All who sin apart from the law will also perish apart from the law, and all who sin under the law will be judged by the law. For it is not those who hear the law who are righteous in God’s sight, but it is those who obey the law who will be declared righteous. (Indeed, when Gentiles, who do not have the law, do by nature things required by the law, they are a law for themselves, even though they do not have the law. They show that the requirements of the law are written on their hearts, their consciences also bearing witness, and their thoughts sometimes accusing them and at other times even defending them.) This will take place on the day when God judges people’s secrets through Jesus Christ, as my gospel declares. (Romans 2:12-16)
Last month Ed Stetzer wrote a laser-sharp article about abuse in the church which is well worth reading (http://www.christianitytoday.com/edstetzer/2018/january/andy-savages-standing-ovation-was-heard-round-world-because.html). Stetzer reflects on a clandestine event which took place between a youth pastor and a teenager two decades ago which then resurfaced a few weeks ago. The result has been a whirlwind of controversy.
When the Andy Savage story first broke, my gut reaction was sympathy toward a man who is being dragged through the mud today for a 20 year old offense, although he had confessed and repented long ago. I probably would have been one of the people standing and applauding. Ed Stetzer is helping me rethink this.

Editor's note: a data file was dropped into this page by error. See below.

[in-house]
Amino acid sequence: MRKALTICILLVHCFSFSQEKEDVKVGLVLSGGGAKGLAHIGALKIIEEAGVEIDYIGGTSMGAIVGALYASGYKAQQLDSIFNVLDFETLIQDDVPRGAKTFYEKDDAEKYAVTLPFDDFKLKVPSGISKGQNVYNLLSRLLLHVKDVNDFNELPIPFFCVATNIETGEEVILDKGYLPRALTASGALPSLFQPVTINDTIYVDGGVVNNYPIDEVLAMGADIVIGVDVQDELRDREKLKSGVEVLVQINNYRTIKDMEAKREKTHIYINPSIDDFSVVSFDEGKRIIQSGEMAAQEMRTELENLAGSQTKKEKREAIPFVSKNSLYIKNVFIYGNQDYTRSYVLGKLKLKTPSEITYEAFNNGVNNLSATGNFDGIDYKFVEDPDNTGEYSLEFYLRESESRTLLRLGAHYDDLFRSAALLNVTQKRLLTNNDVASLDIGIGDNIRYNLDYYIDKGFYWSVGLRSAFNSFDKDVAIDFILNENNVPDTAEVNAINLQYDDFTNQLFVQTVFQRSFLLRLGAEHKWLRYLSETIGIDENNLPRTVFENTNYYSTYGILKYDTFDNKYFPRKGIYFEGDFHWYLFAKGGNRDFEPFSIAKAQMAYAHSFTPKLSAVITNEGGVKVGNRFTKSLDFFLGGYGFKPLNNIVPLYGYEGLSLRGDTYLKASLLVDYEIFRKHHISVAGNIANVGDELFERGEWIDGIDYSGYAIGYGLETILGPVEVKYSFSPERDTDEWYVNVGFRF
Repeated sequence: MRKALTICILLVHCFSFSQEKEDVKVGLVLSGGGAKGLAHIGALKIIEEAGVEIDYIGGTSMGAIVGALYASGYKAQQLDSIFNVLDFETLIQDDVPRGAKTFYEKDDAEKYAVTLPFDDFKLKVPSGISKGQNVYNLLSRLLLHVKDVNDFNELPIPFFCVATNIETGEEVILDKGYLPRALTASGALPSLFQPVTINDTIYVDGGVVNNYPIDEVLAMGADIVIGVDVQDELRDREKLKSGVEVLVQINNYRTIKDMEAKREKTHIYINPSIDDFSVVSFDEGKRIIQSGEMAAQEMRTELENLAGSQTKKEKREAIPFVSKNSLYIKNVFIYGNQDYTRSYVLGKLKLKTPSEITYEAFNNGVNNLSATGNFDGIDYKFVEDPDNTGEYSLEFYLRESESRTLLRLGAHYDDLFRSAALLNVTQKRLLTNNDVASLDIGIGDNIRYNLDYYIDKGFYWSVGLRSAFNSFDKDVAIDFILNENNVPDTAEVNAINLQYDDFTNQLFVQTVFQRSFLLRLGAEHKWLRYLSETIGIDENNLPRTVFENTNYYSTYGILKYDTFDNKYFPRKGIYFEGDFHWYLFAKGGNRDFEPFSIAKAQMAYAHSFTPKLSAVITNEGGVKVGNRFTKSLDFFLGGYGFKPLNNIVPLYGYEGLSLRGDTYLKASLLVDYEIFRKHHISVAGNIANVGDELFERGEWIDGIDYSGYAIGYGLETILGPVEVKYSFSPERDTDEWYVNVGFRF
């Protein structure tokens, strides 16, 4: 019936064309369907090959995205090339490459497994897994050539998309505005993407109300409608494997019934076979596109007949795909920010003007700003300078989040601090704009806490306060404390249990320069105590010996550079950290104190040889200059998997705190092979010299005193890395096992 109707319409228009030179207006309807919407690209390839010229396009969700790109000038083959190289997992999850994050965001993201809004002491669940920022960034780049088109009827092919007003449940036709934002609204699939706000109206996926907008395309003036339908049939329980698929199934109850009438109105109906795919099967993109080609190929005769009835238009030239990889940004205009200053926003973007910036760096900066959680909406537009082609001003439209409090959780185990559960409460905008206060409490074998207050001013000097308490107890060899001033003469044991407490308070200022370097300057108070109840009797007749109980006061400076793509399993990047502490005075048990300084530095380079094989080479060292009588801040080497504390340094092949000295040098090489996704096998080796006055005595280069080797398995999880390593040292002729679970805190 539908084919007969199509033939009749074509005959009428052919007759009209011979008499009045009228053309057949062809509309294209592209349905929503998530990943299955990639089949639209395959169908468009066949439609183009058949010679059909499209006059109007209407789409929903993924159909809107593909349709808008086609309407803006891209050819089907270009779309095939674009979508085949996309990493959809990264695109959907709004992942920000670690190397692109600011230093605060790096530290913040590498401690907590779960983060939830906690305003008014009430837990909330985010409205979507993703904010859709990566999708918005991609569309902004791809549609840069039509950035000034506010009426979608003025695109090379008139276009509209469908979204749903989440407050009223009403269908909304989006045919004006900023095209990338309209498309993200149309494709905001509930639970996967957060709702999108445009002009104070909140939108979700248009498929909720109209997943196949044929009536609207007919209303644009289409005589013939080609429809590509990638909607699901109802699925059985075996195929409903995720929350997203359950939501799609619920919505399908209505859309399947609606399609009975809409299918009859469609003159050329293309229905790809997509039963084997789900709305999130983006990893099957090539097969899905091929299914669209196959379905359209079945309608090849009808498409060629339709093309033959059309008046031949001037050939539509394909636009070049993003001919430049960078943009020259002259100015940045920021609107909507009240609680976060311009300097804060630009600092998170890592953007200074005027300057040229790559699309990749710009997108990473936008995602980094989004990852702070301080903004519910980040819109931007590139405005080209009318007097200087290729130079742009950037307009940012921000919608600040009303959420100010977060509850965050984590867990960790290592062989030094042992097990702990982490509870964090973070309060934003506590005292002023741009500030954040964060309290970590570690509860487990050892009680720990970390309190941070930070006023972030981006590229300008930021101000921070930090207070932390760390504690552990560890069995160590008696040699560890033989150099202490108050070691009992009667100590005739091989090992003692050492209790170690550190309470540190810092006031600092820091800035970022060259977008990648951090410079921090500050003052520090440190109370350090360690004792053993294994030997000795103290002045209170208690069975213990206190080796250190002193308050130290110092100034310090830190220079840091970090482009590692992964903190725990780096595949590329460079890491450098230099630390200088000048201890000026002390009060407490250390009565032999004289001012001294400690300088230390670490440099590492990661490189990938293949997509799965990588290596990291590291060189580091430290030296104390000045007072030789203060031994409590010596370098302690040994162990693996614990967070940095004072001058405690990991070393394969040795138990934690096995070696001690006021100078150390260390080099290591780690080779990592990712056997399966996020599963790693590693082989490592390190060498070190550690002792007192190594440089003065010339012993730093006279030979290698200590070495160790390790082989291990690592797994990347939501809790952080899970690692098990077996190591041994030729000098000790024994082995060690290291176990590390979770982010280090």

Stetzer’s main idea is that we should protect victims in the church, not abusers. Absolutely! Right on! Yet something inside me resisted. I felt sympathy for Andy Savage (and still do). The first time I read Stetzer’s article several days ago, something seemed to be missing. A thought niggled at my subconscious mind but didn’t break through. Today it finally did.
This is what’s hard for me:
When I was entering pastoral ministry in 1985, we talked very little about abuse in the church. It was rarely mentioned in seminary. I was naive enough to think abuse was much rarer than it actually is. Generally, we were taught (if we were taught at all) that the best response to scandalous sin was to work through forgiveness and redemption by all parties. We were told not to report such matters to the police unless the situation couldn’t be worked out privately. From time to time a scandal would appear in the news. Often the offender was given a chance to work through life issues and to be restored to fellowship, if not a church office. We would hear spiritual leaders make statements about second chances and reconciliation. I never heard anyone rebut this approach as protecting the institution at the expense of the victims. Very little was said about victims at all.
Back then the cultural climate was very different than it is today. I don’t remember anyone at the time who would have labeled a consensual sexual encounter between a 22 year-old college student/youth pastor and a 17 year old girl as abuse. We would have called it “premarital sex” and counseled the parties toward healing and reconciliation. Church discipline may have been initiated. There was little or no regard for the fact that one party was a youth leader and thus an authority figure. Today such a consensual sexual encounter is considered coercion with a perpetrator and a victim. Twenty years ago when President Clinton had sex with Monica Lewinsky, he was impeached for lying about it, not for the indiscretion itself. Standards have changed.